The Center for Open Bioimage Analysis will serve the cell biology community?s growing need for sophisticated software for light microscopy image analysis. Quantitative image analysis has become an indispensable tool for biologists using microscopy throughout basic biological and biomedical research. Quantifying images is now a critical, widespread need as imaging experiments continue to grow in scale, size, dimensionality, scope, modality, and complexity. Many biologists are missing out on the quantitative bioimaging revolution due to lack of effective algorithms and/or usable software for their needs, or lack of access to training. The Center brings together the Carpenter laboratory at the Broad Institute and the Eliceiri laboratory at the University of WisconsinMadison, and in doing so brings together the two most popular open source bioimage analysis projects, ImageJ (including ImageJ2 and FIJI) and CellProfiler. Through the collaborative development and dissemination of open source image analysis software, as well as training events and resources, the Center will empower thousands of researchers to apply advanced analytics in innovative ways to address new experimental areas. Building on the team?s expertise developing algorithms and userfriendly software for use in biology under realworld conditions, the Center will focus on two Technology Research and Development (TR&D) projects: deep learningbased image processing, and accessibility of imageprocessing algorithms for biologists. This work will not occur in isolation at the Center? rather, the Center will nucleate a larger community working on these two areas and serve as a catalyst and organizing force to create software and resources shared by all. The Driving Biological Projects (DBPs) will serve a major role in driving the TR&D work: our teams are accustomed to working deeply and iteratively on problems side by side and with frequent feedback from biologists. This will ensure that important cell biological problems drive the work of the Center. The DBPs reflect tremendous variety in terms of biological questions, model systems, imaging modalities, and researcher expertise and will ensure robustness of our tools for the widest possible impact on the community. Continuing the teams? track record with ImageJ and CellProfiler, two mature open source bioimage analysis software projects critical to the work of biologists worldwide, the Center will also assist and train biologists in applying the latest computational techniques to important biological problems involving images. In short, the need for robust, accurate, and readily usable software is more urgent than ever. The Center for Open Bioimage Analysis will serve as a hub for pioneering new computational strategies for diverse biological problems, translating them into userfriendly software, further developing ImageJ and CellProfiler, and training the biological community to apply advanced software to important and diverse problems in cell biology.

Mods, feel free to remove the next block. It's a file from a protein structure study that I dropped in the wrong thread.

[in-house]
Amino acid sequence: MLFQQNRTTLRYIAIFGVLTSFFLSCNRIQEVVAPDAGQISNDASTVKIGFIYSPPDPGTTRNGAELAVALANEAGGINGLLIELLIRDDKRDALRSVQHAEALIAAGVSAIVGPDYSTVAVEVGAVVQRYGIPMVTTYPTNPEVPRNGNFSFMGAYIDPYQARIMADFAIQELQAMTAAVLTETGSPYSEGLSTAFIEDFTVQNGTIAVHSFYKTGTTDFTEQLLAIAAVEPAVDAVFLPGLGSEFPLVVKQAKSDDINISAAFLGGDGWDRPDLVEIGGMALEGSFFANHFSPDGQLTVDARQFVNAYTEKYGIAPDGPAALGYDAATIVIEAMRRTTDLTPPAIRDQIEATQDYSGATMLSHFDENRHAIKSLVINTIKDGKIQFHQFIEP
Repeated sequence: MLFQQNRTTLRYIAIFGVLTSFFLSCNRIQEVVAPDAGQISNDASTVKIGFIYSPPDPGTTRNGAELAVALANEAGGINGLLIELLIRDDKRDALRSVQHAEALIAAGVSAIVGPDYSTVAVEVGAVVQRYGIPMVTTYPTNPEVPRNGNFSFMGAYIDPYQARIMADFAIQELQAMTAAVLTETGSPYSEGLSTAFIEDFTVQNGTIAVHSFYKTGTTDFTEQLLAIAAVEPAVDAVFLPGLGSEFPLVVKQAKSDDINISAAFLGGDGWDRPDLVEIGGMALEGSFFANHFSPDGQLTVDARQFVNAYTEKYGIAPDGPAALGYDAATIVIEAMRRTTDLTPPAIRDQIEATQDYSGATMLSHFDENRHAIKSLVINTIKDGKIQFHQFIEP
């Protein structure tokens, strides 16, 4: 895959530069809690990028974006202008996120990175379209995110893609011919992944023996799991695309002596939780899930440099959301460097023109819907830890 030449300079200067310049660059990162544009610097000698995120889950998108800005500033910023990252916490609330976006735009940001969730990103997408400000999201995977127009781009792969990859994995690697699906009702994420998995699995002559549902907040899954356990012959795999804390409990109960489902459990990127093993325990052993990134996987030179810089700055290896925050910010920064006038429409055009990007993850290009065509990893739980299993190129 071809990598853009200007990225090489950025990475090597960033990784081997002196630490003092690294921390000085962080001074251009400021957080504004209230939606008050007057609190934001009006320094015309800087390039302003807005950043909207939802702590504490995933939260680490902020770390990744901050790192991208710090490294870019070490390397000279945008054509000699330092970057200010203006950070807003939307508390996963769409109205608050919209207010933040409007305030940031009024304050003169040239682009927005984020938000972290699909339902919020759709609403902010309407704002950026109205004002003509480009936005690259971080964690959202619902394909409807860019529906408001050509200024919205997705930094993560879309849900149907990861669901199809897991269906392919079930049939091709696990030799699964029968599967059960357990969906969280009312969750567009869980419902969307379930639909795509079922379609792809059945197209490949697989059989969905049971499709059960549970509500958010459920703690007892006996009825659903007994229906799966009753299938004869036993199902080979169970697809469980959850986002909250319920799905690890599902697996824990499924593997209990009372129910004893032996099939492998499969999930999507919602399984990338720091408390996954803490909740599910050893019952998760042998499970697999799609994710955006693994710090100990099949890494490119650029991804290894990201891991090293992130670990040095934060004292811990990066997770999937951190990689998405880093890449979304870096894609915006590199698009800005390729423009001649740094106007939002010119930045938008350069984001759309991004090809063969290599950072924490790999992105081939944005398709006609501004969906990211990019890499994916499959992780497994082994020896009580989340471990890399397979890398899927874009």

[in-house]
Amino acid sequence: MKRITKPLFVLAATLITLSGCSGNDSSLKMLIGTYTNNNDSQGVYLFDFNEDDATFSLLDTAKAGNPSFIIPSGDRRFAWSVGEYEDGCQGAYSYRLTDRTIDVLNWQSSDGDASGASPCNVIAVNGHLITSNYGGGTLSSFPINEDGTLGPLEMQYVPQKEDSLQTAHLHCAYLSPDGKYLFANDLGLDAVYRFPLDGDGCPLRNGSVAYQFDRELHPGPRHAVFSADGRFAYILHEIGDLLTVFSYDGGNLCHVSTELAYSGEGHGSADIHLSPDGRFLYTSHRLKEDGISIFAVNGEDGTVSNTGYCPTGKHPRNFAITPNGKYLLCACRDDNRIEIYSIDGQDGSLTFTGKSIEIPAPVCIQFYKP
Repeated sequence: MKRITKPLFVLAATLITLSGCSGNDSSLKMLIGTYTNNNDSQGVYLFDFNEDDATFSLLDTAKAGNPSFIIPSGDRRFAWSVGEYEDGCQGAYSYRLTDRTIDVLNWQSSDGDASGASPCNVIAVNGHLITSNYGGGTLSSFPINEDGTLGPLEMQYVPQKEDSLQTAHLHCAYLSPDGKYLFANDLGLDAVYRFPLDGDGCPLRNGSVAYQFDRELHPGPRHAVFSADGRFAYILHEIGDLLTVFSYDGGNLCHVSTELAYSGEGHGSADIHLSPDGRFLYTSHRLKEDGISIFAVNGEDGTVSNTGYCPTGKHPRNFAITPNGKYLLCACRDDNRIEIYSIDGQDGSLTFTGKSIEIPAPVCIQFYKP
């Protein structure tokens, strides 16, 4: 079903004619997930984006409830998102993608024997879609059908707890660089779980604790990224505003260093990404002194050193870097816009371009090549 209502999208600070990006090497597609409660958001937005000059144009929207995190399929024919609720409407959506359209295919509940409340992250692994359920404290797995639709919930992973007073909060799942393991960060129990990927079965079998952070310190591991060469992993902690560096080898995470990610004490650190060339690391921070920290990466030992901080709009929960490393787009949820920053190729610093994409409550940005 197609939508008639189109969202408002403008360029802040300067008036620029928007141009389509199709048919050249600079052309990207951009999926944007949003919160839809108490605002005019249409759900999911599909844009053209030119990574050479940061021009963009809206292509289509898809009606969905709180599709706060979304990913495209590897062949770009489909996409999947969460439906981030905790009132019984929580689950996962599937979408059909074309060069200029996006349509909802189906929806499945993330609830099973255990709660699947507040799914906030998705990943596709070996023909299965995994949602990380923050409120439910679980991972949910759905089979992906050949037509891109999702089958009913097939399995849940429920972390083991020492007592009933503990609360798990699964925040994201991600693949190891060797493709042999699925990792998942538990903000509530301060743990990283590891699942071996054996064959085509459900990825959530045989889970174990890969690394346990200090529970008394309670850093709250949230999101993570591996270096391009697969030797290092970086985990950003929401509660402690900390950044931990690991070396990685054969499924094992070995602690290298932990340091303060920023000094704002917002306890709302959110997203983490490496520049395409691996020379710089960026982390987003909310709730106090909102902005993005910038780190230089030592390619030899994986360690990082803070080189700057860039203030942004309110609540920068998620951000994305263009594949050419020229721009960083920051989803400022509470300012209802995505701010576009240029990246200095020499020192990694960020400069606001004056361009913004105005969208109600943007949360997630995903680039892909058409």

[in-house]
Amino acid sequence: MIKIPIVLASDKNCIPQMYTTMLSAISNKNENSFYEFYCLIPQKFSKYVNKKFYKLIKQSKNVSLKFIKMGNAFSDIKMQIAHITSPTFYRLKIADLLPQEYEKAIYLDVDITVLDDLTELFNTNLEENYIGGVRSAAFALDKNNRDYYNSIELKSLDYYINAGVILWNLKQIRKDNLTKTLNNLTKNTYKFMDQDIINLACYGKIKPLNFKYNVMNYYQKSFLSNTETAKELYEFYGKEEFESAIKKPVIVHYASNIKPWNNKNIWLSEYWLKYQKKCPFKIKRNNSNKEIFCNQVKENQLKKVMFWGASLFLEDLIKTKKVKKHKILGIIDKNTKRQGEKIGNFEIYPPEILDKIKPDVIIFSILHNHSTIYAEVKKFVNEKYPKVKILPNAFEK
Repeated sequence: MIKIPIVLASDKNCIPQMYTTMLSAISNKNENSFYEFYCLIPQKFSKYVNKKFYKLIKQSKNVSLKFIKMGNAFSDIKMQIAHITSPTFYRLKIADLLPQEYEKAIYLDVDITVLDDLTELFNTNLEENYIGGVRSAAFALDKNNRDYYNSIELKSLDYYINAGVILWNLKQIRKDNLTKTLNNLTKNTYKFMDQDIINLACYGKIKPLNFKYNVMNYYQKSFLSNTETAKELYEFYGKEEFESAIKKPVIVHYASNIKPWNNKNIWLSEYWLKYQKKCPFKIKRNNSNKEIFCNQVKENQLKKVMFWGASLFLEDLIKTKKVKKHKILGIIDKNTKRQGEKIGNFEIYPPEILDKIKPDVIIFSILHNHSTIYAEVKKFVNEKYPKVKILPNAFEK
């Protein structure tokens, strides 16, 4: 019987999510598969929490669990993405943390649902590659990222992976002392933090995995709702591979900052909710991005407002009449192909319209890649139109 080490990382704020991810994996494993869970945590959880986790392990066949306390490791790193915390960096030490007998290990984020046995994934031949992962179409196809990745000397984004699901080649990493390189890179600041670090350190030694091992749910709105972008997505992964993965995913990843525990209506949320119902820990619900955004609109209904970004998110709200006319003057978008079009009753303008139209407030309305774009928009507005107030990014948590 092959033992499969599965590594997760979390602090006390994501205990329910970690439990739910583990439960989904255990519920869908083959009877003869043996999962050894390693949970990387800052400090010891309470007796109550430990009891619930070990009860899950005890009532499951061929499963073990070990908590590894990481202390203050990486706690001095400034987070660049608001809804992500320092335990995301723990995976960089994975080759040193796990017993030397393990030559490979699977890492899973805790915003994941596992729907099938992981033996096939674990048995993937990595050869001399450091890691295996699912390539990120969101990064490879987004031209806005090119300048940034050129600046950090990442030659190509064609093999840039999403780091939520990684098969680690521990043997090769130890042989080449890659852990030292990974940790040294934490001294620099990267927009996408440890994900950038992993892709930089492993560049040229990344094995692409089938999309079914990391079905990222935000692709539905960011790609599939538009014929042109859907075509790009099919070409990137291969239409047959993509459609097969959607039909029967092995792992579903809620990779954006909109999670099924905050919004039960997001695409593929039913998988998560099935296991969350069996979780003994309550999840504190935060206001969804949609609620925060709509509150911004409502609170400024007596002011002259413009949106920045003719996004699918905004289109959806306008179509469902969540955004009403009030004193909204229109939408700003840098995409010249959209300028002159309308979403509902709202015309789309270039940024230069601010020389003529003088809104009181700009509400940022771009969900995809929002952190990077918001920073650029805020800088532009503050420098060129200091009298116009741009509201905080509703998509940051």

Biologists studying a huge variety of diseases and basic biological processes need software to measure cells, tissues, and organisms in microscopy images. We will create the Center for Open Bioimage Analysis which will catalyze the scientific community, creating resources, free software, and training that allow biologists to analyze images using deep learning and other new image processing algorithms, offering improved accuracy, convenience, and reproducibility.